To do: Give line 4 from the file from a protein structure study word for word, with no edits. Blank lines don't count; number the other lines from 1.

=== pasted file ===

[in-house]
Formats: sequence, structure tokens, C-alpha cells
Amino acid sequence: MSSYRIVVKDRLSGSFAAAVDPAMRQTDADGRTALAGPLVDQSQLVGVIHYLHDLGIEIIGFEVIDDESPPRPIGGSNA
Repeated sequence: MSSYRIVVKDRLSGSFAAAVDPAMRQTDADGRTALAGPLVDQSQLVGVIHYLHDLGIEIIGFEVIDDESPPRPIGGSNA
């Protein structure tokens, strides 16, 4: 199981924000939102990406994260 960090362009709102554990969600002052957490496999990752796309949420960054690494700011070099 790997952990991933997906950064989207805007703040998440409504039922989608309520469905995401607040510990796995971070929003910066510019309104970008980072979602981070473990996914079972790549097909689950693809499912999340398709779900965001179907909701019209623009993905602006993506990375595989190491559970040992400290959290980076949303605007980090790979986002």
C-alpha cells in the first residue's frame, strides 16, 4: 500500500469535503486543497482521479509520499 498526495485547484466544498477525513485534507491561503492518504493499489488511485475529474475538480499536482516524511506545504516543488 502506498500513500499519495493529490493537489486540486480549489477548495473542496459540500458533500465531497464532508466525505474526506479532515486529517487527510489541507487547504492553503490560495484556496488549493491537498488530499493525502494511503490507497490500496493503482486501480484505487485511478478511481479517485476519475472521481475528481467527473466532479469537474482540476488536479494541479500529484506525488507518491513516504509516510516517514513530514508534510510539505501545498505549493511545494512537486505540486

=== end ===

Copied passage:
Repeated sequence: MSSYRIVVKDRLSGSFAAAVDPAMRQTDADGRTALAGPLVDQSQLVGVIHYLHDLGIEIIGFEVIDDESPPRPIGGSNA